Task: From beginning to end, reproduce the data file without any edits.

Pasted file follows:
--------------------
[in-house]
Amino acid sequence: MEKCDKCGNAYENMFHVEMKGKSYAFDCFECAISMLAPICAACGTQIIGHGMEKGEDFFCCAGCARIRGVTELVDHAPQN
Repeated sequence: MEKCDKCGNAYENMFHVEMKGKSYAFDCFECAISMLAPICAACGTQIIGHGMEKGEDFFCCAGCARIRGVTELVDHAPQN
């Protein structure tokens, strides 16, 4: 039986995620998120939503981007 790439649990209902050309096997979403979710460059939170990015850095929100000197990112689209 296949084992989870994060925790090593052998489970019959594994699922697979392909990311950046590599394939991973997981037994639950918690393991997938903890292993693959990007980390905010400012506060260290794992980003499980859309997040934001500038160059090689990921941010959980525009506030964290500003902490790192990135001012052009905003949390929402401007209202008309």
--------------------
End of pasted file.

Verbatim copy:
[in-house]
Amino acid sequence: MEKCDKCGNAYENMFHVEMKGKSYAFDCFECAISMLAPICAACGTQIIGHGMEKGEDFFCCAGCARIRGVTELVDHAPQN
Repeated sequence: MEKCDKCGNAYENMFHVEMKGKSYAFDCFECAISMLAPICAACGTQIIGHGMEKGEDFFCCAGCARIRGVTELVDHAPQN
């Protein structure tokens, strides 16, 4: 039986995620998120939503981007 790439649990209902050309096997979403979710460059939170990015850095929100000197990112689209 296949084992989870994060925790090593052998489970019959594994699922697979392909990311950046590599394939991973997981037994639950918690393991997938903890292993693959990007980390905010400012506060260290794992980003499980859309997040934001500038160059090689990921941010959980525009506030964290500003902490790192990135001012052009905003949390929402401007209202008309």